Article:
To the Greeks, the “good life” was defined by eudaimonia, the apex of human flourishing. The Eudaimonia program at Areté serves a population of gifted, highly motivated learners who crave extraordinary challenge and autonomy in science and mathematics.
Traditional math and science programs often fail the highly gifted and motivated student. A “one-size-fits-all” curriculum simply doesn’t work when learners have different backgrounds and strengths: at worst, the pace mismatch inspires classroom boredom–at best, students are accelerated to simply learn more facts, complete more problems, or race ahead to the next unit. These students need and deserve a richer, more authentic experience of what it means to do real science and mathematics.
Areté’s Eudaimonia Program seeks to reinvent math and science instruction, combining the best parts of university learning with the academic supports that allow gifted students to truly flourish.
- Asynchronous milestone learning. Eudaimonia students are motivated learners, who can work independently rather than waiting for the class to catch up. Students move through a structured curriculum at their own pace, with a qualified teacher always on hand to scaffold necessary skills and provide direction.
- Lab work with individual mentorship. The heart of science learning happens in the lab, but standard “cookie-cutter” labs are designed more to train technicians than working scientists. Instead, Eudaimonia students work closely with a mentor teacher to create a long-term laboratory project in their field of study, perform exploratory and formal science experiments, and analyze their results. Students will finish the year with a final report that summarizes their results in the larger context of modern research and serves as an impressive supplement to any college application.
- Connections to working scientists & engineers. To fully realize their projects, Eudaimonia students will need university lab equipment and expertise. Students will collaborate and consult with professors, working scientists, and engineers, all the while receiving background support from an Areté faculty liaison.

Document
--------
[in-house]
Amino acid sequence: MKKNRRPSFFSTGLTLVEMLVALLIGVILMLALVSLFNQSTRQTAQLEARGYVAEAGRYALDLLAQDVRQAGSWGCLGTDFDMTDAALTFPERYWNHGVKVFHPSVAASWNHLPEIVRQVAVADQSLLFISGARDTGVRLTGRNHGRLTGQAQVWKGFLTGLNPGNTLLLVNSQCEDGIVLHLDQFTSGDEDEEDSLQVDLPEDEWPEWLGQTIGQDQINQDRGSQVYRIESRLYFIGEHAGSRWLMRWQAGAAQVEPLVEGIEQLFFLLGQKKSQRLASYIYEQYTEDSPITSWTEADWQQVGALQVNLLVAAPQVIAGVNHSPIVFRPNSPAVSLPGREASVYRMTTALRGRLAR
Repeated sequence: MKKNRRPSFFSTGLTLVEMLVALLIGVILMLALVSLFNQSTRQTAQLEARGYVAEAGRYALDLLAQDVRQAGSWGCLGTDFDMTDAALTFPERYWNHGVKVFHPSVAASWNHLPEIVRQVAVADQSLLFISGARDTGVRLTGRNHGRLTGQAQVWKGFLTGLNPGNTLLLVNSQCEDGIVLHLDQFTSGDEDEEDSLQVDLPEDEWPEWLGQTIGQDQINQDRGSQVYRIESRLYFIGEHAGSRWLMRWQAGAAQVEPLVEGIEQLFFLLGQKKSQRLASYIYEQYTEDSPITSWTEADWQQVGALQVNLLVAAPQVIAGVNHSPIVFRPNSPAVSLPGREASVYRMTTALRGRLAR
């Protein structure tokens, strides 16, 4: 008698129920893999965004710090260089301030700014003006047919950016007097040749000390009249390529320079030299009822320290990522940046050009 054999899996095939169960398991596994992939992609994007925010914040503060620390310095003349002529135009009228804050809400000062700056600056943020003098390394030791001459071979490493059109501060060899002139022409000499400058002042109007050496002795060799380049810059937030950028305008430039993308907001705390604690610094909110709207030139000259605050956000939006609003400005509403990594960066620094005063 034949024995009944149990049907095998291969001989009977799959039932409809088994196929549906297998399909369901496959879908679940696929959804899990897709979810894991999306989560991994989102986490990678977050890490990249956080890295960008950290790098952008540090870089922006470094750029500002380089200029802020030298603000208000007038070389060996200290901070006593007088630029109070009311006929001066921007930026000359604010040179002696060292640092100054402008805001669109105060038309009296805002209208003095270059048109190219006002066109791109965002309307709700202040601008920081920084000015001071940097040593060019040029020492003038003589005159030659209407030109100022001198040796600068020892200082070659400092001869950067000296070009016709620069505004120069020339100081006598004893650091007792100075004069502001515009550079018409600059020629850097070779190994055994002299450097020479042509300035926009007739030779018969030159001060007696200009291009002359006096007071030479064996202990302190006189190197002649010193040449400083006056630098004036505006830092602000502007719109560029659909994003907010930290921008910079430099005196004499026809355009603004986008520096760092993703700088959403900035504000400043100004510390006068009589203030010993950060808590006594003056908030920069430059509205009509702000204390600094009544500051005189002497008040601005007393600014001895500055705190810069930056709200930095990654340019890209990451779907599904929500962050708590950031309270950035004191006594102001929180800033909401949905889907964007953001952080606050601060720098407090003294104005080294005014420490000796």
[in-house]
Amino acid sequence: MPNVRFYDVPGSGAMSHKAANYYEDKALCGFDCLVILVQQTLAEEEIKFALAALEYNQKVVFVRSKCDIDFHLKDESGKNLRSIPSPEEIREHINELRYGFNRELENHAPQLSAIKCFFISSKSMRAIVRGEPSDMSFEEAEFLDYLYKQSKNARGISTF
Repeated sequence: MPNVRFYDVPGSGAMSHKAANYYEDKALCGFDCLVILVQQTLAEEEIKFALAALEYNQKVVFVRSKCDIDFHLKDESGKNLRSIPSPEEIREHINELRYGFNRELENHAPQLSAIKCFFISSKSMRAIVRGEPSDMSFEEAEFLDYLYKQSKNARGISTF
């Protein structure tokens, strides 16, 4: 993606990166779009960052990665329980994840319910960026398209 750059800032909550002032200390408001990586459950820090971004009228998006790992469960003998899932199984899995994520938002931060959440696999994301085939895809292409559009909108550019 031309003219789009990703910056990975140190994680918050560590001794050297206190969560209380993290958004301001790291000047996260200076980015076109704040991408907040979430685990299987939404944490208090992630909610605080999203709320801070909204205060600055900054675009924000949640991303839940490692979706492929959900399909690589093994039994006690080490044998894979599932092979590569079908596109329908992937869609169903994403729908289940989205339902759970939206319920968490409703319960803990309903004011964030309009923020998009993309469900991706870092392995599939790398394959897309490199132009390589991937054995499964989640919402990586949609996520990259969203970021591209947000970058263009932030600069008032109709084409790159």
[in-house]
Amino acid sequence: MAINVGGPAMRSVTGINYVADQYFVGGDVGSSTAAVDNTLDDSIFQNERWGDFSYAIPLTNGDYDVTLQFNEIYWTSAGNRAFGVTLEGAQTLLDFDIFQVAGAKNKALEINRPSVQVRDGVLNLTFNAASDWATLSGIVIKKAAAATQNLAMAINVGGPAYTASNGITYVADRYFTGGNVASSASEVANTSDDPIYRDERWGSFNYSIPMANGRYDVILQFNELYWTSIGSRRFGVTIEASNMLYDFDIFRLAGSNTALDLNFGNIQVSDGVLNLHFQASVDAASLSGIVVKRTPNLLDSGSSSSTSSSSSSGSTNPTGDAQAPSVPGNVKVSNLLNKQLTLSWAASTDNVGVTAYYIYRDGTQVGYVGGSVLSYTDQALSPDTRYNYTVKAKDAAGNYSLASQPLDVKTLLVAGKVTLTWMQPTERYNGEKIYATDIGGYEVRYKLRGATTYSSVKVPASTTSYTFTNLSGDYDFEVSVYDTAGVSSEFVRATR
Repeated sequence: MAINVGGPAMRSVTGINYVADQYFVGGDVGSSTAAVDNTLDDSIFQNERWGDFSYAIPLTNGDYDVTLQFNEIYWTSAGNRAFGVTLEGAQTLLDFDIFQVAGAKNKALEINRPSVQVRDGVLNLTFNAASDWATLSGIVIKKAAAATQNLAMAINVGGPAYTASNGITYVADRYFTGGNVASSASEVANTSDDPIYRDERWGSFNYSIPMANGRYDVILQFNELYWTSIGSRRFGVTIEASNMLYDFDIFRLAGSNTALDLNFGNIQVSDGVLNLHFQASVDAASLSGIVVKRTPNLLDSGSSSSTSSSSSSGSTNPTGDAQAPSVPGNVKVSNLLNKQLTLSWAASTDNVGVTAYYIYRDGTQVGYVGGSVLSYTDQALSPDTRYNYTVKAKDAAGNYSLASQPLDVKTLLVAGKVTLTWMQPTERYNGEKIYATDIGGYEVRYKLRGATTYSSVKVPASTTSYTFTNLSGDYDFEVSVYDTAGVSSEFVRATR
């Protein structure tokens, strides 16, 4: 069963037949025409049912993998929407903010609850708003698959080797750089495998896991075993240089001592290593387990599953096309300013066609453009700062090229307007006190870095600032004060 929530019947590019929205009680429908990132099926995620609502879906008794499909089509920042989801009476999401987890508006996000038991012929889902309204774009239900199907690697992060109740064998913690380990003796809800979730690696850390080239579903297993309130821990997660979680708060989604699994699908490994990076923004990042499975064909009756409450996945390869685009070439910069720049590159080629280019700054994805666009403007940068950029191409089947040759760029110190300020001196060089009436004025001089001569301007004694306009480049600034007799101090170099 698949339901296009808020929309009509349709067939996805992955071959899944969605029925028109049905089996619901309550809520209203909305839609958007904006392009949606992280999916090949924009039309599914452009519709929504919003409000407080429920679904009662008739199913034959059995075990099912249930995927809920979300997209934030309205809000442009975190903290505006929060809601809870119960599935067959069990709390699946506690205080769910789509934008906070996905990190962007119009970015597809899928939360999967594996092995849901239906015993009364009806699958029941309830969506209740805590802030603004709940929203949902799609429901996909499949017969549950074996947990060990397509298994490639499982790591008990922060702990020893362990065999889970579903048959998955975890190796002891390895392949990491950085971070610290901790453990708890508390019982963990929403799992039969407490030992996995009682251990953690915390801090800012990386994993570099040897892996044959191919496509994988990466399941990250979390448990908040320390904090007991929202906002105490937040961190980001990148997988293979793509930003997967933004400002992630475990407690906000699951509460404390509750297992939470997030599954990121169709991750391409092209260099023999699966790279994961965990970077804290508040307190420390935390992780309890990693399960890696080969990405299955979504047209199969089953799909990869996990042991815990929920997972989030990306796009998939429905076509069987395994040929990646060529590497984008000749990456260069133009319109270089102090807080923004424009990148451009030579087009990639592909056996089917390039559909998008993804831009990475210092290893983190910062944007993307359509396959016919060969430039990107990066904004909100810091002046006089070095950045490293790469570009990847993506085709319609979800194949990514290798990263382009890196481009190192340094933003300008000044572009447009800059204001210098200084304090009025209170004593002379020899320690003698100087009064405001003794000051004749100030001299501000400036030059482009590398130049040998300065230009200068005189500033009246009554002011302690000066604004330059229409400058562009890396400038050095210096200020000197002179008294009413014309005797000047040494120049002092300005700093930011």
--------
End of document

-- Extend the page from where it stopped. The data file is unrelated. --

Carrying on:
- Problem-solving roundtable. Although Eudaimonia students learn content at their own pace, they also need to experience collaborative problem-solving and working as a team. In weekly sessions, students come together with peers and teachers to tackle extra-challenging problems from the AMC and AIME competition math exams, discuss journal articles, or solve engineering challenges. Areté faculty will serve as Socratic facilitators, pushing students to get “in the mess” of problem-solving without fear of foundering.
The Eudaimonia “school-within-a school” model pushes the boundaries of a traditionally progressive program, offering a unique curriculum tailored to the student’s passions. Students are able to tackle real scientific work while leaving space to pursue advanced STEM topics not usually included in the high school curriculum–from linear algebra to fractal math to nanotechnology to machine learning and beyond.